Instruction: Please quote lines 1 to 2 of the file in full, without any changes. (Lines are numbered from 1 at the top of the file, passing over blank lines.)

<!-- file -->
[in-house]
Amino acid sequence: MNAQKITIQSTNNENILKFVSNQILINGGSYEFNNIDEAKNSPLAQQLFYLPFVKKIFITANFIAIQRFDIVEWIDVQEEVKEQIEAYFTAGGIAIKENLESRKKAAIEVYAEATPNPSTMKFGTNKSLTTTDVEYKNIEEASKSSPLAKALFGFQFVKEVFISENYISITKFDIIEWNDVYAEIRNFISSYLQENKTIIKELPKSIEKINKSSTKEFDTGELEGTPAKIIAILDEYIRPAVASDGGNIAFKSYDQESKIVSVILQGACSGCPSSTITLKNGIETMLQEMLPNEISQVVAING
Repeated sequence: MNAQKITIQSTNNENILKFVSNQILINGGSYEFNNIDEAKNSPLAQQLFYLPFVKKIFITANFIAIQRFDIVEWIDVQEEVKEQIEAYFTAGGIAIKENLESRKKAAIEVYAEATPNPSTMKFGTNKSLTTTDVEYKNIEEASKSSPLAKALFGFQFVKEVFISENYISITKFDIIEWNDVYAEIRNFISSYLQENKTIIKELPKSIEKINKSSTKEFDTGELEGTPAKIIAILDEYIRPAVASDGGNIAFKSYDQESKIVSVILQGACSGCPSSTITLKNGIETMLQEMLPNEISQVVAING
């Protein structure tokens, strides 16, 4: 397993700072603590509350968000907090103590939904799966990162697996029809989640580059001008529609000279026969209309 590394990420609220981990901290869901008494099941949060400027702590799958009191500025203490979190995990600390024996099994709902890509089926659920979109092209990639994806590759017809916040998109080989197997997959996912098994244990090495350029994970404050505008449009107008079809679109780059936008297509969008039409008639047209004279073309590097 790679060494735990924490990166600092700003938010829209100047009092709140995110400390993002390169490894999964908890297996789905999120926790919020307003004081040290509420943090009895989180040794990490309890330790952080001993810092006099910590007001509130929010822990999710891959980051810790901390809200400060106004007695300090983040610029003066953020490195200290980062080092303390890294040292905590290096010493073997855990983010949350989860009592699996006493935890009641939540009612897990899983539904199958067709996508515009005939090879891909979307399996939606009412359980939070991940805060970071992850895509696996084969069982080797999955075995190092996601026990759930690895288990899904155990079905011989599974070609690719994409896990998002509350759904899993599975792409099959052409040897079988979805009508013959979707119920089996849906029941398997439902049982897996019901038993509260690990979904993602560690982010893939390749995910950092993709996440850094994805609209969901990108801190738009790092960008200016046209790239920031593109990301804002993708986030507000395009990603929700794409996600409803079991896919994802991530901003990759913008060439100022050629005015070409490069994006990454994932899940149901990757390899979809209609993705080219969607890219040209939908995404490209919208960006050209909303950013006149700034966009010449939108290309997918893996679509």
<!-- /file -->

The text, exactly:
[in-house]
Amino acid sequence: MNAQKITIQSTNNENILKFVSNQILINGGSYEFNNIDEAKNSPLAQQLFYLPFVKKIFITANFIAIQRFDIVEWIDVQEEVKEQIEAYFTAGGIAIKENLESRKKAAIEVYAEATPNPSTMKFGTNKSLTTTDVEYKNIEEASKSSPLAKALFGFQFVKEVFISENYISITKFDIIEWNDVYAEIRNFISSYLQENKTIIKELPKSIEKINKSSTKEFDTGELEGTPAKIIAILDEYIRPAVASDGGNIAFKSYDQESKIVSVILQGACSGCPSSTITLKNGIETMLQEMLPNEISQVVAING